While Manson was in prison, Rosalie gave birth to their son Charles Manson Jr. During his first year at Terminal Island, Manson received visits from Rosalie and his mother, who were now living together in Los Angeles. In March 1957, when the visits from his wife ceased, his mother informed him Rosalie was living with another man. Less than two weeks before a scheduled parole hearing, Manson tried to escape by stealing a car. He was given five years' probation and his parole was denied.[24]

Second imprisonment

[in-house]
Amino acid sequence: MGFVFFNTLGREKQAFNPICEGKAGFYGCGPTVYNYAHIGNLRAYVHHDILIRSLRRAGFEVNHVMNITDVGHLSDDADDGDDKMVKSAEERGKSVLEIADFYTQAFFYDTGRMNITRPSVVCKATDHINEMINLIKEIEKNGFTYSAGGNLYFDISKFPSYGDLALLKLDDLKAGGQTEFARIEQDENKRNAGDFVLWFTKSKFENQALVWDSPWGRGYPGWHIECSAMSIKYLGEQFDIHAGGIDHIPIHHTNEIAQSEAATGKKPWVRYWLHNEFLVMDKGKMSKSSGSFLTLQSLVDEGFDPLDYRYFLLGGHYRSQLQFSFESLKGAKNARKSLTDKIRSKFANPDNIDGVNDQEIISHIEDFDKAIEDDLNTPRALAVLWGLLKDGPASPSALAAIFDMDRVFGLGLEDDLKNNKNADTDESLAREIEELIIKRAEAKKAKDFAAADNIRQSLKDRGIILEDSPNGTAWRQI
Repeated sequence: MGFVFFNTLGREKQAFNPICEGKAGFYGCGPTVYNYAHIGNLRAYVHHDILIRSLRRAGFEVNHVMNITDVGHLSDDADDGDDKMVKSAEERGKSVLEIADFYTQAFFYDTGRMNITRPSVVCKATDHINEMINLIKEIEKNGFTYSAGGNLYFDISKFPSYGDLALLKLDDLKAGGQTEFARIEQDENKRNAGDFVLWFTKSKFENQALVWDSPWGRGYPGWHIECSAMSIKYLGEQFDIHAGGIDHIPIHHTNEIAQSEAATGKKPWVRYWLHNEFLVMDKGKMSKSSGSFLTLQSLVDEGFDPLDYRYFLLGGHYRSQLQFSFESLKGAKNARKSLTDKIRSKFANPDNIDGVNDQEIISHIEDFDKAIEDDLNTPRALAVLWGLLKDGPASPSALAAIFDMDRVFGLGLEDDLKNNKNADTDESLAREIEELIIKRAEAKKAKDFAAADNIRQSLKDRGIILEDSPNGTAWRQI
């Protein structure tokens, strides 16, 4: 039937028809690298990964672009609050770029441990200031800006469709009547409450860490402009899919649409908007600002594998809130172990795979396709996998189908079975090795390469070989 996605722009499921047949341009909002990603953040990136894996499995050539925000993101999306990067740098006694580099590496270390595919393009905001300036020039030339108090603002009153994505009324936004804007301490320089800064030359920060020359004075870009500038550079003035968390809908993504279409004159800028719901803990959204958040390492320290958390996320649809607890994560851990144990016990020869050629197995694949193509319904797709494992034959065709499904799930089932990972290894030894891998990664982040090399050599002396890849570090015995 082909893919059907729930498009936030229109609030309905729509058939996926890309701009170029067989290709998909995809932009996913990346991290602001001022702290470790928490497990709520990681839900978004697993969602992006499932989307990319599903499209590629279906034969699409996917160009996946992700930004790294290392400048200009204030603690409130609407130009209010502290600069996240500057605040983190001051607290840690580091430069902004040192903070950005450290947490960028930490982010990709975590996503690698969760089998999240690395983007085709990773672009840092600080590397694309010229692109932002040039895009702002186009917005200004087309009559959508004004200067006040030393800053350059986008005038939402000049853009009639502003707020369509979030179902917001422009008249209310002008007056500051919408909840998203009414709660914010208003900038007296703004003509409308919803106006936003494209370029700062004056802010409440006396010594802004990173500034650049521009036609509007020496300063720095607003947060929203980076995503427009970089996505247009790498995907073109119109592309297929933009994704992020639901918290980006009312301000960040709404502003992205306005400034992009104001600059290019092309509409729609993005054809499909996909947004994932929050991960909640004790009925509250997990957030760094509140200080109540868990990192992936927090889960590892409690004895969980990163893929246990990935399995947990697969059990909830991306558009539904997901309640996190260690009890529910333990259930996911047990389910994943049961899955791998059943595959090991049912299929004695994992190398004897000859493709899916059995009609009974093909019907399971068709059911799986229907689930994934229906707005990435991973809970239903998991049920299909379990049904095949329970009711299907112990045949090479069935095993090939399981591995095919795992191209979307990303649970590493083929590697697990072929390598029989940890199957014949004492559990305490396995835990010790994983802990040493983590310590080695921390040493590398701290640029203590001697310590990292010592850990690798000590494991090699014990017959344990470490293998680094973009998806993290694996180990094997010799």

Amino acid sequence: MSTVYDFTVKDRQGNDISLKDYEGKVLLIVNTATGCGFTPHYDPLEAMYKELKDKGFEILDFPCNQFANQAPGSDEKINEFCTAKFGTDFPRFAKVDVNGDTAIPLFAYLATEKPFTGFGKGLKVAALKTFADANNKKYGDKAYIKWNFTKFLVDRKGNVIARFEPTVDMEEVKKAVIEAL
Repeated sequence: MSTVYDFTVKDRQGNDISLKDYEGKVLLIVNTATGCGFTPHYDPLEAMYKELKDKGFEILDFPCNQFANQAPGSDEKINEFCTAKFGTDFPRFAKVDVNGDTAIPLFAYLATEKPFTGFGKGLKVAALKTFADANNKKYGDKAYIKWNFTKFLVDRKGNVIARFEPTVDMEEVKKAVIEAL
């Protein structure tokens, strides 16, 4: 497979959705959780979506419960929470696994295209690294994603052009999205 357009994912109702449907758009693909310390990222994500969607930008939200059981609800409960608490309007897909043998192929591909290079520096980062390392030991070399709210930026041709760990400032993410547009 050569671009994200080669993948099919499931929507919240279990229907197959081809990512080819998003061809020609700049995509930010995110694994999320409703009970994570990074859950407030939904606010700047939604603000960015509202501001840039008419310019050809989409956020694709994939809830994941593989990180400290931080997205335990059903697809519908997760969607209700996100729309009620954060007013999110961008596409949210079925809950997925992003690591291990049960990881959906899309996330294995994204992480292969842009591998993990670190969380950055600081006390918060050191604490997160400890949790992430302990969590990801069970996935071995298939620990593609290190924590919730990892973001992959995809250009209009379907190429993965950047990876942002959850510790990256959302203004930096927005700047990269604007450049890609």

Manson received five years' parole in September 1958, the same year in which Rosalie received a decree of divorce. By November, he was pimping a 16-year-old girl and was receiving additional support from a girl with wealthy parents. In September 1959, he pleaded guilty to a charge of attempting to cash a forged U.S. Treasury check, which he claimed to have stolen from a mailbox; the latter charge was later dropped. He received a 10-year suspended sentence and probation after a young woman named Leona, who had an arrest record for prostitution, made a "tearful plea" before the court that she and Manson were "deeply in love ... and would marry if Charlie were freed".[24] Before the year's end, the woman did marry Manson, possibly so she would not be required to testify against him.[24]